Course Title: The Soil Environment

Part A: Course Overview

Course Title: The Soil Environment

Credit Points: 12.00

Terms

Course Code

Campus

Career

School

Learning Mode

Teaching Period(s)

ENVI1012

City Campus

Undergraduate

135H Applied Sciences

Face-to-Face

Sem 2 2006,
Sem 2 2007,
Sem 2 2008,
Sem 2 2009,
Sem 2 2010,
Sem 2 2011,
Sem 2 2012,
Sem 2 2013,
Sem 2 2014,
Sem 2 2015,
Sem 2 2016

ENVI1012

City Campus

Undergraduate

171H School of Science

Face-to-Face

Sem 2 2017,
Sem 2 2018,
Sem 2 2019,
Sem 2 2020

Course Coordinator: Dr Samantha Grover

Course Coordinator Phone: +61 3 9925 1982

Course Coordinator Email: samantha.grover@rmit.edu.au

Course Coordinator Location: 3.02.09

Course Coordinator Availability: Drop in session most Thursdays in semester 9:30-10:30am


Pre-requisite Courses and Assumed Knowledge and Capabilities

The chemistry of soils is covered in CHEM1085 Chemistry of Sediments and Soils. It is recommended as a complementary course to ENVI1012 The Soil Environment.

You should have satisfactorily completed ENVI1142, ENVI1146, CHEM1014, CHEM1015, ENVI1008, before you commence this course.

Alternatively you may be able to demonstrate the required skills and knowledge before you start this course. Contact your course coordinator if you think you may be eligible for recognition of prior learning. For further information go to Recognition of prior learning (RPL) in Higher Education.


Course Description

Soils are fundamental to life. Every meal you eat, your clothes, your house: these have all come from the soil. Even the air we breathe is directly affected by soil processes. In this course, The Soil Environment, we will explore how soils support life and how we can sustainably manage the earth’s finite soil resource. Foundational knowledge of soil formation, soil physics and soil biology drawn from Soil Science Australia’s curriculum for Certified Professional Soil Scientists inform the key concepts covered in this course. We will explore how soil management interacts with critical global issues, such as climate change and food security. Field work and laboratory testing with Australian soils will develop your technical skills and team work expertise. Assessment tasks will support your soil science knowledge development over the semester and culminate in an industry-relevant assignment that will enable you to showcase your scientific and communication expertise.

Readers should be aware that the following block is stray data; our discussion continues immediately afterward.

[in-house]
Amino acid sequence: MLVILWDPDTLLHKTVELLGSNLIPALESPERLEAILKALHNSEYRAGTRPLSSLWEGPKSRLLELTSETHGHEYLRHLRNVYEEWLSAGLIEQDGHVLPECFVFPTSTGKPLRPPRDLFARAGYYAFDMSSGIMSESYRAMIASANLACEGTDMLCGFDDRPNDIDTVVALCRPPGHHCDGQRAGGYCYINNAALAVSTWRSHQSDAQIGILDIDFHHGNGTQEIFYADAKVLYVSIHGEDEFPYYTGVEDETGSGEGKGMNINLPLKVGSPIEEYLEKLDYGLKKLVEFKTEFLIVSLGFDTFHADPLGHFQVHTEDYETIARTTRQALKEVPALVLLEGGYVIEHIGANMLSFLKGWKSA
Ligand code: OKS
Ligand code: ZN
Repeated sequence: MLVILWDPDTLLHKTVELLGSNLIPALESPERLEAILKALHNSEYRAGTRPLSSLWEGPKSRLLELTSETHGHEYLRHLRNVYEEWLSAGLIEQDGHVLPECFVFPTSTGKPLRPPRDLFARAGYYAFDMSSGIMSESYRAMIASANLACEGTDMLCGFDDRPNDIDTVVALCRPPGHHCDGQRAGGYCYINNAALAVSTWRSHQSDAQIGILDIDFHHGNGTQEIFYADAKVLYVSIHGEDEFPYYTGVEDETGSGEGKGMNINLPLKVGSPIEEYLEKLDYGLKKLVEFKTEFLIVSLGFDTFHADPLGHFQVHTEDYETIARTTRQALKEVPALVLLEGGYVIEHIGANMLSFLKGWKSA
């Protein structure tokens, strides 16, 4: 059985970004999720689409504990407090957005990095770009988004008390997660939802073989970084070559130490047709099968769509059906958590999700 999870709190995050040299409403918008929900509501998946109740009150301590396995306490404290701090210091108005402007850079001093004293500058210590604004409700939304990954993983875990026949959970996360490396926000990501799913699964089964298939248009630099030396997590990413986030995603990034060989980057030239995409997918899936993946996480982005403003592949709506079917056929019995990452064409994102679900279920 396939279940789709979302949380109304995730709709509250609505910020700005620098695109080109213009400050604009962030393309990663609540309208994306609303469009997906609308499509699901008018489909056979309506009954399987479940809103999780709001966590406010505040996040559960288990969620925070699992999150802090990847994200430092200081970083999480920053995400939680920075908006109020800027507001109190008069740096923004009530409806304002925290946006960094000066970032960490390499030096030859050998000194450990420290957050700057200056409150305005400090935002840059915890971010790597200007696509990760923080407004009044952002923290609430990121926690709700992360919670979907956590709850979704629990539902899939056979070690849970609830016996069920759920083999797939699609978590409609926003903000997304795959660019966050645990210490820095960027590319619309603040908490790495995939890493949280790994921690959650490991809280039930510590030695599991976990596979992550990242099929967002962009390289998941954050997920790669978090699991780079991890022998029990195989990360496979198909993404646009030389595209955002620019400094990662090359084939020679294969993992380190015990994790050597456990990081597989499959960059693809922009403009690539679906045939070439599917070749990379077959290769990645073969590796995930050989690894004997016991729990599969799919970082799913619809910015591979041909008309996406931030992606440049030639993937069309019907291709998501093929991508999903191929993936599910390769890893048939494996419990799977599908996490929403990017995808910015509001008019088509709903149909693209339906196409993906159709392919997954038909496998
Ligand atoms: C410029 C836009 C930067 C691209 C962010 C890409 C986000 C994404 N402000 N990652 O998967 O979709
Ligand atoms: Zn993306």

Objectives/Learning Outcomes/Capability Development

Course Learning Outcomes

On successful completion of this course you will be able to

CLO 1 Describe how soils form and identify the components of soils

CLO 2 Describe, test and classify Australian soils using the Australian Soil Classification

CLO 3 Illustrate the concepts of soil physics and apply appropriate soil physics analyses to environmental problems

CLO 4 Illustrate the concepts of soil biology and identify appropriate soil biology analyses to environmental problems

CLO 5 Recognise how management impacts upon soil and apply concepts of land capability to environmental problems

CLO 6 Outline the interconnections between soil health and critical global issues such as climate change and food security

CLO 7 communicate convincingly about soils to a range of audiences in written and visual format


For ENVI 1012 students this course contributes to the development of the following Program Learning Outcomes (PLO) at AQF level 7:

  • PLO 1: Understanding science. Demonstrate a coherent understanding of environmental science.
  • PLO 2: Scientific knowledge. Exhibit depth and breadth of environmental science knowledge.
  • PLO 3: Inquiry and problem solving. Critically analyse and solve problems in environmental science.